A British man whose husband died while they were on honeymoon in Australia has been denied the right to be recognised as the dead man’s next of kin.
Marco Bulmer-Rizzi has appealed to the UK government after the South Australian government refused to recognise his marriage to David Bulmer-Rizzi, with the death certificate stating his late husband’s status as ‘never married’.
Marco Bulmer-Rizzi woke to find his husband in a pool of blood after falling down the stairs in the Adelaide house they were staying in. He was placed in an induced coma but had swelling of the brain and succumbed to his injuries.
Had the accident taken place in Melbourne or Sydney, the eastern states which recognise same-sex marriages performed overseas, there would not have been an issue. But instead, Marco Bulmer-Rizzi was not allowed to make any decisions following his husband’s death – these were passed to family members who had to fly in from the UK.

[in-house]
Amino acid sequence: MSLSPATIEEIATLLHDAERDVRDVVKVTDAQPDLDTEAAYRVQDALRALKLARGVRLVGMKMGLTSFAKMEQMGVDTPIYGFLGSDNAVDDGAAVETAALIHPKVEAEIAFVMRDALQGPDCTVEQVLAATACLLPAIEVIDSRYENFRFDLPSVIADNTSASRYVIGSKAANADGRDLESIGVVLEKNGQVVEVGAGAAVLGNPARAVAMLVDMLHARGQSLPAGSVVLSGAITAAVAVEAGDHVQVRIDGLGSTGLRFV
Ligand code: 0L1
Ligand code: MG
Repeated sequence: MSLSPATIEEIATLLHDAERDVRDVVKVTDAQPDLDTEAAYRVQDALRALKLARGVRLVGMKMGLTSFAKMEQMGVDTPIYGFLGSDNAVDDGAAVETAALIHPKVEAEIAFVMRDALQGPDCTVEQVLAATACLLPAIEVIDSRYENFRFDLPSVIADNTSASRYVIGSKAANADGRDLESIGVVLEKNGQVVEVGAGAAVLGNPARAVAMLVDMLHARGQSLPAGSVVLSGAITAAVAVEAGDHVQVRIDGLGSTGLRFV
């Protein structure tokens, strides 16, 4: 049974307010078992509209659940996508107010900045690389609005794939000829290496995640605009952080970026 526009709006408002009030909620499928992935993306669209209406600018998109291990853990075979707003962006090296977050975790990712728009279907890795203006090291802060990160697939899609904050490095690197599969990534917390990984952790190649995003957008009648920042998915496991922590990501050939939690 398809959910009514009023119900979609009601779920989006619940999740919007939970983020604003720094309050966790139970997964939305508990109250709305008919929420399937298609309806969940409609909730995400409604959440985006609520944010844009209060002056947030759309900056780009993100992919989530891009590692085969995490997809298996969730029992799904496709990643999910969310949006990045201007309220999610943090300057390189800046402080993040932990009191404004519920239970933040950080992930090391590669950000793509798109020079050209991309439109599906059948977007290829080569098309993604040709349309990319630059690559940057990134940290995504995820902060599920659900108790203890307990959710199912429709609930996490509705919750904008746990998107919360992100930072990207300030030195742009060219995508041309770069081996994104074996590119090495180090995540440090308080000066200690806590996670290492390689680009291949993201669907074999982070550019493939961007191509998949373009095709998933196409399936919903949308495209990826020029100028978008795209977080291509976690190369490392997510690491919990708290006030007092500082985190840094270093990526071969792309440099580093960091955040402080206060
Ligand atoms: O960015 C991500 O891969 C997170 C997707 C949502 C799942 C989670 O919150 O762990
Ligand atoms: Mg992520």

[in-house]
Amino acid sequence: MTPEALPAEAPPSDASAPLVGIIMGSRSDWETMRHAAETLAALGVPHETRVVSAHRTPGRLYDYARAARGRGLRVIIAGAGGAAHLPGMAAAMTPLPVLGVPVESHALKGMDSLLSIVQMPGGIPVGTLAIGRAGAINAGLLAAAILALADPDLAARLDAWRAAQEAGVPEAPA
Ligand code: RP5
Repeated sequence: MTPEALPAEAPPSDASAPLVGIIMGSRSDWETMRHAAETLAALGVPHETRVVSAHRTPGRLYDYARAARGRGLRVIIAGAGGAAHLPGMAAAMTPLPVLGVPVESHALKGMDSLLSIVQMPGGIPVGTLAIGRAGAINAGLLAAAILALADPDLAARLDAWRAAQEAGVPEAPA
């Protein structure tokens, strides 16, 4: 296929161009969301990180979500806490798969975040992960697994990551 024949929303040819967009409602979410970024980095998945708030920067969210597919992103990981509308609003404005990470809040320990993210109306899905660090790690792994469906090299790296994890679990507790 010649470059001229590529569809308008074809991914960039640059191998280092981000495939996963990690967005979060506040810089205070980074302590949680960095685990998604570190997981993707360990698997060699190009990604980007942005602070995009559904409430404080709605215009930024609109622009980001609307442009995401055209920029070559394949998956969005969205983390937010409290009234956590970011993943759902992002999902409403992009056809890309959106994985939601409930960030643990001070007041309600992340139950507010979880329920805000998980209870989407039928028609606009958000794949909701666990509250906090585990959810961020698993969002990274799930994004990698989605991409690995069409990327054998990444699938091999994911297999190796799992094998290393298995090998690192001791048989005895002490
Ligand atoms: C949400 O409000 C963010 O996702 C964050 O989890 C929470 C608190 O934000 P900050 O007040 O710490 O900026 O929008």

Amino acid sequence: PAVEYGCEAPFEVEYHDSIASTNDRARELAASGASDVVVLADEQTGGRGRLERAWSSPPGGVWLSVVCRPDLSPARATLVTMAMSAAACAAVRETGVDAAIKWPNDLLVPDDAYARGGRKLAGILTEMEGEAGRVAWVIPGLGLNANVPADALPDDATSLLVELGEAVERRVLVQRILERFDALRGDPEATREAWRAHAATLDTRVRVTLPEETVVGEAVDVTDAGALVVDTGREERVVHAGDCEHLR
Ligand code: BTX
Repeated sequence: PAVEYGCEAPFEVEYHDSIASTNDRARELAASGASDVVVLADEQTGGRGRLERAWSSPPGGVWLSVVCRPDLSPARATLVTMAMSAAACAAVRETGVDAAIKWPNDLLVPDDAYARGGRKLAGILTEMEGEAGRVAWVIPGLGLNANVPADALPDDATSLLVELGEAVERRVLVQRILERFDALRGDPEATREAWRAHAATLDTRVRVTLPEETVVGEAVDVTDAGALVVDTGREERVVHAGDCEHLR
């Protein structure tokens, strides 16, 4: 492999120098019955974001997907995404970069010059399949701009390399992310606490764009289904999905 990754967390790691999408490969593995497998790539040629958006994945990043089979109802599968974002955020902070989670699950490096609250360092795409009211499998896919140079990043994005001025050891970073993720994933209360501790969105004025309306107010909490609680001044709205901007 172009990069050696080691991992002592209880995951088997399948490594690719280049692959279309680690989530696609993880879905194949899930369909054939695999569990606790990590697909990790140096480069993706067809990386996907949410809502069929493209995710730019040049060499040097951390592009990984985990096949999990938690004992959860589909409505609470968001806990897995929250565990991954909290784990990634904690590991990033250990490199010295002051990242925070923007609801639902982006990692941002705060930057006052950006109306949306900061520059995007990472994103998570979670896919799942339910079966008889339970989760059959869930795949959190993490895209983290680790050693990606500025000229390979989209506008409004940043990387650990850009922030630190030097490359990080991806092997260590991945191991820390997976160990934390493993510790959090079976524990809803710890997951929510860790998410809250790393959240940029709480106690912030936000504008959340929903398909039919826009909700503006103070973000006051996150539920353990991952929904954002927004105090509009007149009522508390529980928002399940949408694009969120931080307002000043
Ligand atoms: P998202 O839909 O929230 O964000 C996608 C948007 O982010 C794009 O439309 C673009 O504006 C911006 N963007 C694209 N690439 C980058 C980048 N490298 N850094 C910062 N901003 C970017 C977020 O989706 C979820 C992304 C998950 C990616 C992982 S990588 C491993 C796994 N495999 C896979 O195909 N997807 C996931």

David Bulmer-Rizzi’s father Nigel Bulmer, said in an interview: “I flew out here to support my son-in-law. I’m a 60-year-old man, I’ve been in the fire brigade for many years, I thought was shockproof. But I was horrified and deeply hurt by the words I heard there: that they’re going to put on the death certificate ‘never married.’ It’s not acceptable. It’s also not true. I was there.”
In another interview he said: “It’s degrading. It demeans my son’s memory and denies their relationship.”
Harley Schumann, South Australian convenor for Australian Marriage Equality said, “Most South Australians would find it appalling that our law has failed to recognise the love and commitment in David and Marco’s relationship.
“A high priority for us is lobbying the South Australian government so this can’t happen again.”